Prada Breathes New Life Into This Shanghai Mansion
Located in Shanghai’s prestigious Jing’an district is a grand, three-storey villa with a graceful beaux arts exterior and orange dome. Now known as Prada Rong Zhai, this Western-style garden villa has a rich history, one that’s peopled with opera singers, entrepreneurs, journalists, and one of China’s wealthiest and most powerful families in the 20th century.
For the first half of the 1900s, it was the home of Yung Tsoong-King (Rong Zongjing) and his progeny. Yung was known as the “Flour King of China” for his role in establishing flour mills all over the nation. He also built cotton mills and yarn factories. By 1936, given his involvement in sources of food and clothing, he estimated that he owned half of China. But Yung was also a philanthropist, founding schools, planting forests, restoring monuments, and building roads and highways.
Yung bought Rong Zhai in 1918. He was not its first owner but he was the most famous. He commissioned the architect Chen Chunjiang to remodel the turn-of-the-century home. His children were born there, and business meetings, opera performances, ballroom dancing, and billiards all happened under its roof and in its gardens.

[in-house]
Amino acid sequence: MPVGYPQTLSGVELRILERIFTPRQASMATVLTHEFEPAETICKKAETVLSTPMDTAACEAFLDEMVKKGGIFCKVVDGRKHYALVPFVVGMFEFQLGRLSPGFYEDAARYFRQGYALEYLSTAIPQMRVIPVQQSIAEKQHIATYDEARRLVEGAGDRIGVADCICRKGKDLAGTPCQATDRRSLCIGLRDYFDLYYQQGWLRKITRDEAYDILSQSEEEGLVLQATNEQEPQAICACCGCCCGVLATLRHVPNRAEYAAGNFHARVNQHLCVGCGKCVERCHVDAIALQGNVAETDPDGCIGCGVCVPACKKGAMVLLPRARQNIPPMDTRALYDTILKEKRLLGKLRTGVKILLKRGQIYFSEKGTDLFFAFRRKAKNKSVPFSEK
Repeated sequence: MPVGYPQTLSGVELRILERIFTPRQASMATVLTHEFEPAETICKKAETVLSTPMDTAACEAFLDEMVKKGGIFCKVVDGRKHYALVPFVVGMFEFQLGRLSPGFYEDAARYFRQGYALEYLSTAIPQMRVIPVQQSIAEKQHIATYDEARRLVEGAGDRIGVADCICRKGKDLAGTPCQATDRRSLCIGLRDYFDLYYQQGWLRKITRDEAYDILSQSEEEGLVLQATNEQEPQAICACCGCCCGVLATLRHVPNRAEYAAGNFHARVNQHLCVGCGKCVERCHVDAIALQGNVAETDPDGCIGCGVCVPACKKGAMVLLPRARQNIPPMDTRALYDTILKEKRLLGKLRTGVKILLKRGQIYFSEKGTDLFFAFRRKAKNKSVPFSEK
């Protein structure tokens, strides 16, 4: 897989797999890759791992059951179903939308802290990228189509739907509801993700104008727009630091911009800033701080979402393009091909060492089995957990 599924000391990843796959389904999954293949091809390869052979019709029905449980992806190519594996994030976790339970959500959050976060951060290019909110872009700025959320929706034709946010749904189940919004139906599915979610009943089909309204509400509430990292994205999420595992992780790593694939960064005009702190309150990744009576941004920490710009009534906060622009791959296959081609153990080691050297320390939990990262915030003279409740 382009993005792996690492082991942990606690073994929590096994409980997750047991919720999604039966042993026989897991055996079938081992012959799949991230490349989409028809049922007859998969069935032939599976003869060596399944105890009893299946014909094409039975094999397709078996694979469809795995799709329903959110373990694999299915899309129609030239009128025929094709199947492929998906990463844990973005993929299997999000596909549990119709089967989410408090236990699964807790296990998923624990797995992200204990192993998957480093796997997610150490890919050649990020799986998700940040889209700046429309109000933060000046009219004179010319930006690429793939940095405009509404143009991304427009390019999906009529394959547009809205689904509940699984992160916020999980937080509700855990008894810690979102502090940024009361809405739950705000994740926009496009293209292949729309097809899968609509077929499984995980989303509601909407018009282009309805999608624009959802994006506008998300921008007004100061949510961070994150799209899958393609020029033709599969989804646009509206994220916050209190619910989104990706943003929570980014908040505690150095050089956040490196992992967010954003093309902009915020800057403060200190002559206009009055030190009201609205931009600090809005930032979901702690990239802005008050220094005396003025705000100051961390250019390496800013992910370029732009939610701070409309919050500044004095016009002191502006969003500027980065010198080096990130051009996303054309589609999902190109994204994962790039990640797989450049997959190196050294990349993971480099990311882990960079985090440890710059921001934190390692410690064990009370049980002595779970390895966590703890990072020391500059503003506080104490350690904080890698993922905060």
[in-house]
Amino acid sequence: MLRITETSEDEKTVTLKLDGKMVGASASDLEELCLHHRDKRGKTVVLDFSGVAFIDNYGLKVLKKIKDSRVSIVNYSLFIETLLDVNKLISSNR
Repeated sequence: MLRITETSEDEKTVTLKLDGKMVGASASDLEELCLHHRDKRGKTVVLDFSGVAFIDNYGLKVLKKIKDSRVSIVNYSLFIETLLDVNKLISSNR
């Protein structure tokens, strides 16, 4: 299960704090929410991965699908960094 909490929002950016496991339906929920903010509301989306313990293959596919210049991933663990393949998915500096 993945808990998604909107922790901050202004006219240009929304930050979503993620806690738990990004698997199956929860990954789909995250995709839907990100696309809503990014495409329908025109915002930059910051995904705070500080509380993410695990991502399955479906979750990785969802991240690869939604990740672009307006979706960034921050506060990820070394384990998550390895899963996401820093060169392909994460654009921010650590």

The home’s glory days ended with the approach of World War II. Yung abandoned the mansion in 1938 and fled to Hong Kong. Since then, it has housed a local institute of economic research and media mogul Rupert Murdoch’s local companies, among others. Its heyday, however, remained its time as the home of the Yung family.
It is this golden age in the mansion’s history that Prada wished to revive when the Milan-based luxury brand began restoring the home in 2011. Having restored Milan’s Galleria Vittorio Emanuele II and a Venetian palazzo, Ca’ Corner della Regina, Prada had the experience and the foresight to see the Shanghai mansion’s potential. Here was a future hub of arts and culture, a venue for exhibitions and events.
With the intention of demonstrating the brand’s commitment to China and to fostering cultural exchange, Prada commissioned the architect and restoration expert Roberto Baciocchi of Baciocchi Associati to restore the mansion to its former glory. “The most precious thing inside the mansion is the testimony to a lifestyle: [that of] a rich and important family, with family ties typical of the Chinese culture,” says Baciocchi.
A meeting of minds
“With this kind of work, the most difficult aspect is the complexity of the problems you face,” says Baciocchi. “You need to work with expert professionals and artisans, and they should have a certain sensibility for the work they are doing. A very beautiful relationship flourished between the project’s Italian and Chinese artisans, as everyone involved was working with the same enthusiasm.
“The first phase was to identify all the elements of the building, from colours to wood treatment to locks, without leaving out any detail,” Baciocchi continues. “The second phase was to reproduce ancient artisanal techniques to obtain the particular effects on materials and colours as they originally were.”
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